Windscale fire

If you were to start looking for the worst nuclear accident in the history of the United Kingdom, then Britannica would direct you to the Windscale fire, which took place on October 8, 1957. As is often the case, the direct culprit was heat, but unlike in other situations, this didn't start with excess heat to the nuclear core. Instead, the graphite control blocks were to blame; routine heating quickly became less than routine, and that excess heat affected the uranium cartridges of the reactor. Those cartridges broke and the entire thing was set aflame, melting fuel into the reactor and releasing radiation. An article for the International Atomic Energy Agency adds that the flames spread across huge areas of the facility over the next couple of days, releasing even more radioactive material.

The flames were quelled by October 11, but there was also the question of public safety, especially given that shifting winds had carried radiation in all directions, even into mainland Europe. While British officials did underplay the seriousness of the situation, they also surveyed radiation levels in common foodstuffs, eventually prohibiting the distribution of certain foods to the public (particularly milk) when those levels began to rise to concerning levels.

The amount of detected radiation fell back to acceptable levels within the next couple of months, and later analysis of the effects seemed to show that this milk prohibition had done its job effectively.

Three Mile Island

Widely known as the worst nuclear disaster in American history (and quoted as such by History), the accident at Three Mile Island had rather inauspicious beginnings. Early in the morning on March 28, 1979, the facility's new reactor experienced a malfunction having to do with its cooling units. Per The World Nuclear Association, the unit began to heat up, causing an automatic emergency shutdown, but in the process, a valve failed to close entirely. The core continued to lose coolant, and the temperatures continued to rise.

Unfortunately, operators didn't know exactly what to do, and they also didn't have all the information, due to technical limitations in the facility. Once they realized something was still wrong, their attempts to de-escalate the situation did the exact opposite, and even once the situation was under control, the damage had already been done. The core had partially melted, exposing workers to dangerous levels of radiation, and a bubble of hydrogen gas had formed, which some officials feared might explode.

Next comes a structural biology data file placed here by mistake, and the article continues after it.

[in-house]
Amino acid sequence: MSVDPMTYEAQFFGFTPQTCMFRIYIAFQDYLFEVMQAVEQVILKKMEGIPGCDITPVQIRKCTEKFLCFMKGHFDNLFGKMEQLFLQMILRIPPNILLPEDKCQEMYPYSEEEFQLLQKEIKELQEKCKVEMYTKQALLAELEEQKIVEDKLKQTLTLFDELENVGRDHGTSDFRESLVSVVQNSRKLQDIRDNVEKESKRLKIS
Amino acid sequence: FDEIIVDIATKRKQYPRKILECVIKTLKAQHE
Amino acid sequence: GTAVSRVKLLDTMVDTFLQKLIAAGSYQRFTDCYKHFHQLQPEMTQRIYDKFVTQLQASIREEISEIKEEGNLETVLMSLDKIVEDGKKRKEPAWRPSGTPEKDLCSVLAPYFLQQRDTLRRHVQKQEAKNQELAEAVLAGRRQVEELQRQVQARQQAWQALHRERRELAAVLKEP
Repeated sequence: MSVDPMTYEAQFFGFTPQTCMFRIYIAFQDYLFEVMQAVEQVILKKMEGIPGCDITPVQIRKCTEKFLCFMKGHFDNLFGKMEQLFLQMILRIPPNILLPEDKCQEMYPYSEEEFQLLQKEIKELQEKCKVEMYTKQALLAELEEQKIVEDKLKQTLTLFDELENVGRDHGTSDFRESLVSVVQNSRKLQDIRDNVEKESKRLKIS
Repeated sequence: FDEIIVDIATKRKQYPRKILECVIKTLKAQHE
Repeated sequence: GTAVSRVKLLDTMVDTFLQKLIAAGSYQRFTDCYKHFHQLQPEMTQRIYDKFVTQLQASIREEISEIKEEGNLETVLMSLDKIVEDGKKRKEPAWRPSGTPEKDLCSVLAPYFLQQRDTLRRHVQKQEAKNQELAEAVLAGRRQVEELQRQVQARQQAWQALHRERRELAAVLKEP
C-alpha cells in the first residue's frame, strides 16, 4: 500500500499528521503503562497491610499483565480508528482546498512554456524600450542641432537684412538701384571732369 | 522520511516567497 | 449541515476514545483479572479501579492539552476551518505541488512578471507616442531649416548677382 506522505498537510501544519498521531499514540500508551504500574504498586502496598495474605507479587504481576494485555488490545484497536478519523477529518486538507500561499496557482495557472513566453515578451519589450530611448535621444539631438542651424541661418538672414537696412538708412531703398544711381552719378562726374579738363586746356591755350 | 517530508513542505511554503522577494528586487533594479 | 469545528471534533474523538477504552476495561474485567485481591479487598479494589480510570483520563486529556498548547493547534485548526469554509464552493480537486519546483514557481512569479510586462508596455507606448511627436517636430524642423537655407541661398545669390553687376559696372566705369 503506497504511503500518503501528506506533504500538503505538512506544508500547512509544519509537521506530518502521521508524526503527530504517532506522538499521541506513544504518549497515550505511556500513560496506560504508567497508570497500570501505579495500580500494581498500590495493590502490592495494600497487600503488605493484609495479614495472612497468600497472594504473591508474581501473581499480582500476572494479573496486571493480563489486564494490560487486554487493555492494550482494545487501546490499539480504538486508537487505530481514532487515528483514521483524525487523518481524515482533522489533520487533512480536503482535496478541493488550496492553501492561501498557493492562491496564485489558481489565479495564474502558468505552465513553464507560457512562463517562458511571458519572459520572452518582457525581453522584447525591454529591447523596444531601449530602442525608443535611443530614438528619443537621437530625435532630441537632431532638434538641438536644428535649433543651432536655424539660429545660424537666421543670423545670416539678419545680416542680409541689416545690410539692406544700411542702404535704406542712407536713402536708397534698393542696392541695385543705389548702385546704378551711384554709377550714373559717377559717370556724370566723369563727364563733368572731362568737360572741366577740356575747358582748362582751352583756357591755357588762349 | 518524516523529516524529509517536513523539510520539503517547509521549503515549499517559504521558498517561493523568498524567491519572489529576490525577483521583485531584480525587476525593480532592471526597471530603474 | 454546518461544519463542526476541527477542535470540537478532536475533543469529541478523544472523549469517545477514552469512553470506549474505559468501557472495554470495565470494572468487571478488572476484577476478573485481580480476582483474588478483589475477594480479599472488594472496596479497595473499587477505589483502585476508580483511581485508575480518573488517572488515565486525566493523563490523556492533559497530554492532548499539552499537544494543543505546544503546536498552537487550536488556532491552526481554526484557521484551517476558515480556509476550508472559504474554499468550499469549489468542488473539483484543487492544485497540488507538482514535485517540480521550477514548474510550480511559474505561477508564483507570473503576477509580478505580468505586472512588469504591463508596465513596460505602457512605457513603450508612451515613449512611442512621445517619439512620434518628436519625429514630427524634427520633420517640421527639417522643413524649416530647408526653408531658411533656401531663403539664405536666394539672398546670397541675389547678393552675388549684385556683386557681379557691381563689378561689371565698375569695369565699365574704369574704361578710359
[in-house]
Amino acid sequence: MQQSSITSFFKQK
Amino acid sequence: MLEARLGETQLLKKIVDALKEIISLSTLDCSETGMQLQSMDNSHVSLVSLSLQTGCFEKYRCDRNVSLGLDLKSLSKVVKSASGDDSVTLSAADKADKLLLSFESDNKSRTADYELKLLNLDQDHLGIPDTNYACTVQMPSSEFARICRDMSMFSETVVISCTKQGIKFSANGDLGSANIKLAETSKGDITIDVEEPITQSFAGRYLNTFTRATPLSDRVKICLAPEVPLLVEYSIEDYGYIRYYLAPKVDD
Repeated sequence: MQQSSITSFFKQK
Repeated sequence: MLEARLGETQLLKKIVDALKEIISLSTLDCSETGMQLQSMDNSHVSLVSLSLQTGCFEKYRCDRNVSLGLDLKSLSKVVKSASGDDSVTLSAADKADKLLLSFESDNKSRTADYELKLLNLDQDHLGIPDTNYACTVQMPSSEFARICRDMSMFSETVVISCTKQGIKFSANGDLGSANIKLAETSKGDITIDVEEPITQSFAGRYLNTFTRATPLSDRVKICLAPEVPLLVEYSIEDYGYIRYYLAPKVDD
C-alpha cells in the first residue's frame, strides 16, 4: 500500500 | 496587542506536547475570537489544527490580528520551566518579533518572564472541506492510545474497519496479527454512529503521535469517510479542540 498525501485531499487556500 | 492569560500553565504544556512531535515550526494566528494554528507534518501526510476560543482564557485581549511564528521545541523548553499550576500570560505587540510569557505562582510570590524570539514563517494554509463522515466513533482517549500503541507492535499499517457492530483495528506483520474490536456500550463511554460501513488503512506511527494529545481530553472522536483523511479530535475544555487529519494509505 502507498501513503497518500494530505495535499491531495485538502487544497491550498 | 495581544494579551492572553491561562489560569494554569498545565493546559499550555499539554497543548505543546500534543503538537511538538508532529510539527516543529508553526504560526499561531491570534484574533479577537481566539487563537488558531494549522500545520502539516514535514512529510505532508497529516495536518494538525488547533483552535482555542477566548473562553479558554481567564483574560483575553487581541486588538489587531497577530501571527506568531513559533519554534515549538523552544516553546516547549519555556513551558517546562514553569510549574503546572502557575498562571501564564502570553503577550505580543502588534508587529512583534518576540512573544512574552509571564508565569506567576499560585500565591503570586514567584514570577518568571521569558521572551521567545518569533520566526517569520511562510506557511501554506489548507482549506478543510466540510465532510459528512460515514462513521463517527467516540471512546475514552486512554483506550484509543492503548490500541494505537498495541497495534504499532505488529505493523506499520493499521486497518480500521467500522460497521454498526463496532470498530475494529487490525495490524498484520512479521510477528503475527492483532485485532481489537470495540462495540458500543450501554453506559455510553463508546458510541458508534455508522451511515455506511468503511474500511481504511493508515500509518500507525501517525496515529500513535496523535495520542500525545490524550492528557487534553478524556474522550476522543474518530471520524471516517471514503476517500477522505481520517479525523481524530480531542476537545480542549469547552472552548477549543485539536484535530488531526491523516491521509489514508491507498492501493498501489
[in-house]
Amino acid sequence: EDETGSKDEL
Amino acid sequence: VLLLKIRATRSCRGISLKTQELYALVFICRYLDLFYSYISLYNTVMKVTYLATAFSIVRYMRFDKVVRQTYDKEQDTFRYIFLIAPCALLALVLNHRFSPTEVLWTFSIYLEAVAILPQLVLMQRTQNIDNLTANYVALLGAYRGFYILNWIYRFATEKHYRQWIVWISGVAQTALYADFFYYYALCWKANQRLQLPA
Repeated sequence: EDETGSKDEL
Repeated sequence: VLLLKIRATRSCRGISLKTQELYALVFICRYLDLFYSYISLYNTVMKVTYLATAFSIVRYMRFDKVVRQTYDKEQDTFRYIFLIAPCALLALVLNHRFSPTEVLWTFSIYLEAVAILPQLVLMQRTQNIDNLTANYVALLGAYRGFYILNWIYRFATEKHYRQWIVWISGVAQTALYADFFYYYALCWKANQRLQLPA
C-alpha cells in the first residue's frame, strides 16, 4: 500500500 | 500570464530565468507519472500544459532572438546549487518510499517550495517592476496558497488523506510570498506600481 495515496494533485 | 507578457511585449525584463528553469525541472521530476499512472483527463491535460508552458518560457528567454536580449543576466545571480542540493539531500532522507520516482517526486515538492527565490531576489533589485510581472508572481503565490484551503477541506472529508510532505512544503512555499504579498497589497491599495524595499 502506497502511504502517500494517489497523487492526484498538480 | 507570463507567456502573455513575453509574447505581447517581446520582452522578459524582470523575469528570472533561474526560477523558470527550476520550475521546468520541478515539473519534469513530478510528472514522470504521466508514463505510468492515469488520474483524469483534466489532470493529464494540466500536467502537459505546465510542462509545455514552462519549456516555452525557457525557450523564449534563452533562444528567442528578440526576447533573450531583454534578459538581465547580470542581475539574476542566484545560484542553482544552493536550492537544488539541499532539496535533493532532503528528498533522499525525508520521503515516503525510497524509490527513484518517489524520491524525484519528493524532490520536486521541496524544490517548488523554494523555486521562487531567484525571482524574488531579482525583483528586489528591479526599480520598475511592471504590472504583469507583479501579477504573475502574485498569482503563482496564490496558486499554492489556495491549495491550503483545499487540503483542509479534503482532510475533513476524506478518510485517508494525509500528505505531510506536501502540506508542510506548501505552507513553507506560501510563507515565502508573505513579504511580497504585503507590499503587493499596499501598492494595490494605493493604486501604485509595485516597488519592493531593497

The bubble was vented off safely (in reality, there was little chance of explosion), and in the end, there was fairly little exposure to radioactive materials outside of the facility. But that didn't stop the public from panicking. Rumors spread by the media and politicians led to widespread fear, and thousands of people fled from their homes in the days following the accident. That fear remained until President Jimmy Carter arrived on the scene to help assess the situation, finally giving locals back their peace of mind.

Santa Susana Field Lab

If there had been a nuclear accident in the middle of Los Angeles, you would've heard of it, right? It's LA – how could the public at large not know about something like that? Well, not only is that situation possible, but it actually happened at the Santa Susana Field Lab on July 13, 1959.

From the start, the lab was pretty sketchy. Per NBC, it was constructed with the explicit purpose of conducting secret research; initially, that was rocket engines, but eventually, that included nuclear reactors. What's more, the facility was testing something new: the Sodium Reactor Experiment, which cooled reactor cores using sodium. Lower pressure, but more dangerous, as sodium is violently reactive with both air and water (via Pacific Standard). And that increased danger led to a pretty bad situation; according to VC Star, steel tubes began to melt into the uranium core – a partial nuclear meltdown.

But the real problem came after. Reports to the public claimed that no nuclear radiation had leaked, but in reality, the core was turned on and off over the next couple of weeks, venting radioactive gasses all over the surrounding area. Two fuel rods broke off during the cleanup and fell into the core, causing further panic among the workers (who were given protective equipment that would now be considered subpar) and pumping even more radioactive material into the air. Estimates say that the incident released 15 to 260 times more radiation than Three Mile Island, yet it was kept under wraps for decades.